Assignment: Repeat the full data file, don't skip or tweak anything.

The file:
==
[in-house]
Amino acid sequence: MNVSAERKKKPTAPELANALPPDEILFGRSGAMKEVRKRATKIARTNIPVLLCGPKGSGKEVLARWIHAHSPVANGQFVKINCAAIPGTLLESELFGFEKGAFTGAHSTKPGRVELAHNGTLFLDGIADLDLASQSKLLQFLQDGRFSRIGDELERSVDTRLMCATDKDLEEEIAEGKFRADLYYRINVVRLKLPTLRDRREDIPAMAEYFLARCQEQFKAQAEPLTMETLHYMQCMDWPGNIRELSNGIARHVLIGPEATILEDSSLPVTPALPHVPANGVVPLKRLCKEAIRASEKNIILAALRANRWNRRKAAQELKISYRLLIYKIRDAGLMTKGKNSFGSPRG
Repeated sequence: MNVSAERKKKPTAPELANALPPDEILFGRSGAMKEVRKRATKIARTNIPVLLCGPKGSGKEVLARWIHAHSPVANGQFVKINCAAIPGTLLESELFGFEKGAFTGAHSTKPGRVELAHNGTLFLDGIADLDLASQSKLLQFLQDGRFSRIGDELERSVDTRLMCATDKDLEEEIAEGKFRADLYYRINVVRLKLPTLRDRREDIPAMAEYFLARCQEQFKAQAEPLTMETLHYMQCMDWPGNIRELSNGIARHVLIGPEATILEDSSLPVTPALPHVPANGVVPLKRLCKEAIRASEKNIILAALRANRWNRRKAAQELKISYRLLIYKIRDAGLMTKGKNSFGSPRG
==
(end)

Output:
[in-house]
Amino acid sequence: MNVSAERKKKPTAPELANALPPDEILFGRSGAMKEVRKRATKIARTNIPVLLCGPKGSGKEVLARWIHAHSPVANGQFVKINCAAIPGTLLESELFGFEKGAFTGAHSTKPGRVELAHNGTLFLDGIADLDLASQSKLLQFLQDGRFSRIGDELERSVDTRLMCATDKDLEEEIAEGKFRADLYYRINVVRLKLPTLRDRREDIPAMAEYFLARCQEQFKAQAEPLTMETLHYMQCMDWPGNIRELSNGIARHVLIGPEATILEDSSLPVTPALPHVPANGVVPLKRLCKEAIRASEKNIILAALRANRWNRRKAAQELKISYRLLIYKIRDAGLMTKGKNSFGSPRG
Repeated sequence: MNVSAERKKKPTAPELANALPPDEILFGRSGAMKEVRKRATKIARTNIPVLLCGPKGSGKEVLARWIHAHSPVANGQFVKINCAAIPGTLLESELFGFEKGAFTGAHSTKPGRVELAHNGTLFLDGIADLDLASQSKLLQFLQDGRFSRIGDELERSVDTRLMCATDKDLEEEIAEGKFRADLYYRINVVRLKLPTLRDRREDIPAMAEYFLARCQEQFKAQAEPLTMETLHYMQCMDWPGNIRELSNGIARHVLIGPEATILEDSSLPVTPALPHVPANGVVPLKRLCKEAIRASEKNIILAALRANRWNRRKAAQELKISYRLLIYKIRDAGLMTKGKNSFGSPRG